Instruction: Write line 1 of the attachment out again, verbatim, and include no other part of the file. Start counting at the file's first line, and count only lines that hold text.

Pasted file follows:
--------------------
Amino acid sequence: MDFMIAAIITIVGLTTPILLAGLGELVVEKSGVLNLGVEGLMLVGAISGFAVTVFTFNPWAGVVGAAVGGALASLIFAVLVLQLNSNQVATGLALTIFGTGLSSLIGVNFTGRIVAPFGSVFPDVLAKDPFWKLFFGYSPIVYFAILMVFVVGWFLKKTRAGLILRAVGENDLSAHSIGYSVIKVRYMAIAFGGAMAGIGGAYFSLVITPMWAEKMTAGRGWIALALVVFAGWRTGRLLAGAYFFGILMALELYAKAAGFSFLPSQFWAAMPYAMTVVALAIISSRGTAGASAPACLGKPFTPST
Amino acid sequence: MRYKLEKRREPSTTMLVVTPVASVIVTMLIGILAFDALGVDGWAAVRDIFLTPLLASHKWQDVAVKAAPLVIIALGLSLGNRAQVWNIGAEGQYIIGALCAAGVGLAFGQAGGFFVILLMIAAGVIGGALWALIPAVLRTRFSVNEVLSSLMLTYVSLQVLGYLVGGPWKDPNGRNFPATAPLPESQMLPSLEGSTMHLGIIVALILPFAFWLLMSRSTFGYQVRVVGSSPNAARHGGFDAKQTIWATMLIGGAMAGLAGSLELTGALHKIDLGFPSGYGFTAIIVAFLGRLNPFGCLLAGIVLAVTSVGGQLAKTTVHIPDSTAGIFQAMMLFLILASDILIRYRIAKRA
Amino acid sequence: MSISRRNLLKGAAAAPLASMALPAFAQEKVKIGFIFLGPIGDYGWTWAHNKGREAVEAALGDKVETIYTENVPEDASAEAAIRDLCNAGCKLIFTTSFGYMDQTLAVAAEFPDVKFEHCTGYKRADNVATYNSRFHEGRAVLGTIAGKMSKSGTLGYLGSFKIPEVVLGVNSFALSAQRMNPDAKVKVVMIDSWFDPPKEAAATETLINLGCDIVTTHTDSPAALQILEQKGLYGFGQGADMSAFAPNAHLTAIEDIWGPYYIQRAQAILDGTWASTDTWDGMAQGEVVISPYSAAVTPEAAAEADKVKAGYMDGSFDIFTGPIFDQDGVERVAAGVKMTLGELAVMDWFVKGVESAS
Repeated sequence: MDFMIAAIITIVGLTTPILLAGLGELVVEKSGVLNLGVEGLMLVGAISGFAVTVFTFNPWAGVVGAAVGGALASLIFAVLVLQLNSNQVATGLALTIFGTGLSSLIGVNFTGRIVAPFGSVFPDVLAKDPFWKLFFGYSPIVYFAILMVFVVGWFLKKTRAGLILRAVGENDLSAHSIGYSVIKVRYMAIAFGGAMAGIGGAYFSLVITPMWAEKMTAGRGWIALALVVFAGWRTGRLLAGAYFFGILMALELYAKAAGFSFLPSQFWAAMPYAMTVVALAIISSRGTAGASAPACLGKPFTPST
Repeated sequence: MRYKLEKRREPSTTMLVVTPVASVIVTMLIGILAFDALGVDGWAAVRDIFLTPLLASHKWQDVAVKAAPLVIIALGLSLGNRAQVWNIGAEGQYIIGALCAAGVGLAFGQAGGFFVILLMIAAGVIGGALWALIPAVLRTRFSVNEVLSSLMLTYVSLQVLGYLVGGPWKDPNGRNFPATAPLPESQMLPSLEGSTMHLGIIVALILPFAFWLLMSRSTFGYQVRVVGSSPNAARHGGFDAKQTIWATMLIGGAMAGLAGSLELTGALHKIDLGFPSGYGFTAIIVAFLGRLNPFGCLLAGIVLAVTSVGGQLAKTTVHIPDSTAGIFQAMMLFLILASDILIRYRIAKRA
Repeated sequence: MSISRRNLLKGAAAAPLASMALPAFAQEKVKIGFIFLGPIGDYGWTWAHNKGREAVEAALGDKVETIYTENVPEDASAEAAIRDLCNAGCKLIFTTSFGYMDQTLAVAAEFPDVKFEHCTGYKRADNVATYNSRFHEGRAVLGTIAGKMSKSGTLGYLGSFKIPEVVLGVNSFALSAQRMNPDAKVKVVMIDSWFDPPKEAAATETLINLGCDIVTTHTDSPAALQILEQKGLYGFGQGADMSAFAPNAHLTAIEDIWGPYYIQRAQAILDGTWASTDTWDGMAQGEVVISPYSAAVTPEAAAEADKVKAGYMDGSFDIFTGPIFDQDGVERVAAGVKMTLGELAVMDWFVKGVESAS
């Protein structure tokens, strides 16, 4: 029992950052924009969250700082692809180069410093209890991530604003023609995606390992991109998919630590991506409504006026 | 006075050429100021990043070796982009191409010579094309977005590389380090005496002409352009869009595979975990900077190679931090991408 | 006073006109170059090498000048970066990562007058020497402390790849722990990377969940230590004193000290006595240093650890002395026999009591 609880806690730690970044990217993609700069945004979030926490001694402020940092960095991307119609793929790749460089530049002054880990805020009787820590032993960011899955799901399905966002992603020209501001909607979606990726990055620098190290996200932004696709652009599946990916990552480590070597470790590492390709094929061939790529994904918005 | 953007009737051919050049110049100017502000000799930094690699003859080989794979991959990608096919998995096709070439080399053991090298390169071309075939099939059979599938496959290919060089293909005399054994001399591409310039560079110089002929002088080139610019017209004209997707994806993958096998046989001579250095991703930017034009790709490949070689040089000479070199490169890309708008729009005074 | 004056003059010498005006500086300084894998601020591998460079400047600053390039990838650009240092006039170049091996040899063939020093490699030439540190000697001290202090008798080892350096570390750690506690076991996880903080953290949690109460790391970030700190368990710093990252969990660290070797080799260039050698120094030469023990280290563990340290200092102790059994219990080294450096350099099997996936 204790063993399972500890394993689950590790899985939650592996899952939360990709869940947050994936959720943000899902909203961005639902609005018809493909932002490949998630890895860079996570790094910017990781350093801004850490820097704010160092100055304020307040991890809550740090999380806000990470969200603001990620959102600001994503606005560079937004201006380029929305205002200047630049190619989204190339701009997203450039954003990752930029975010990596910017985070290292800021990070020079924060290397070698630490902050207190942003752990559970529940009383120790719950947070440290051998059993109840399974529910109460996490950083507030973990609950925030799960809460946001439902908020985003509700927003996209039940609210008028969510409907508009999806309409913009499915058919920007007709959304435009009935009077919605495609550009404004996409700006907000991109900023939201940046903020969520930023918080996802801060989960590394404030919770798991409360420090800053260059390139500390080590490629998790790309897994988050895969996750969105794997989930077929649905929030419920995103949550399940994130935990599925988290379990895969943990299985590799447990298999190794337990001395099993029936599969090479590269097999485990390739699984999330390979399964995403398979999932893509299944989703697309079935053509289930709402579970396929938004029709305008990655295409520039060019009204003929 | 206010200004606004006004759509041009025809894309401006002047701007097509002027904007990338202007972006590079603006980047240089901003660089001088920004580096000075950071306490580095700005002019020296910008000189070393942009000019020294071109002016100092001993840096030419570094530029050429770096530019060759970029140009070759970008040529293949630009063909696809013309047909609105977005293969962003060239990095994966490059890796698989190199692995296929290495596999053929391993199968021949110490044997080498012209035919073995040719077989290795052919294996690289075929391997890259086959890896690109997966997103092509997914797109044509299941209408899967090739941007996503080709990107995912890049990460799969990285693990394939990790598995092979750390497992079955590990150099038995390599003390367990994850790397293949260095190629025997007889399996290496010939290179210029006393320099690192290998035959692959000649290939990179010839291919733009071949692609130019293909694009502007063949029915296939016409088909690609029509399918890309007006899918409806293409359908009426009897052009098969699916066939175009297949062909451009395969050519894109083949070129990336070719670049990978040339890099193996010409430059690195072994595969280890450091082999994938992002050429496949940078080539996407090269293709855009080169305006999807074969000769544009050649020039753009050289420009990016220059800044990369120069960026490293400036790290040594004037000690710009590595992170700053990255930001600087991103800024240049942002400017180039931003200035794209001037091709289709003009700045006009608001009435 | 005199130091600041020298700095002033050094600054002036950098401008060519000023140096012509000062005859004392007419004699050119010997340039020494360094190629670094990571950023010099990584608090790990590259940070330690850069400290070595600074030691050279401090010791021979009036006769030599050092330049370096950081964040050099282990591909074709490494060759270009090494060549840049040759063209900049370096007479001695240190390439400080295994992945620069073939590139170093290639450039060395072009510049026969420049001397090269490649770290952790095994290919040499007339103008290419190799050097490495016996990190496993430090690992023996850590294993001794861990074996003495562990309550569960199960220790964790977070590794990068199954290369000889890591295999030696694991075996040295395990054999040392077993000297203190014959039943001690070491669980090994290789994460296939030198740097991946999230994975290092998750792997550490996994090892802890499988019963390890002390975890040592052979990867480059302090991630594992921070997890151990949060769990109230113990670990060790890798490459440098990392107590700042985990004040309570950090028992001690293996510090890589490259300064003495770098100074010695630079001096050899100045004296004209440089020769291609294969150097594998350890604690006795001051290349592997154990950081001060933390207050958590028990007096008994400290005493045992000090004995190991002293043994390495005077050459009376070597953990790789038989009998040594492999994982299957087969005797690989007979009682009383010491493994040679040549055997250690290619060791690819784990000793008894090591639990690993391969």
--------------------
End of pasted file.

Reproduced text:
Amino acid sequence: MDFMIAAIITIVGLTTPILLAGLGELVVEKSGVLNLGVEGLMLVGAISGFAVTVFTFNPWAGVVGAAVGGALASLIFAVLVLQLNSNQVATGLALTIFGTGLSSLIGVNFTGRIVAPFGSVFPDVLAKDPFWKLFFGYSPIVYFAILMVFVVGWFLKKTRAGLILRAVGENDLSAHSIGYSVIKVRYMAIAFGGAMAGIGGAYFSLVITPMWAEKMTAGRGWIALALVVFAGWRTGRLLAGAYFFGILMALELYAKAAGFSFLPSQFWAAMPYAMTVVALAIISSRGTAGASAPACLGKPFTPST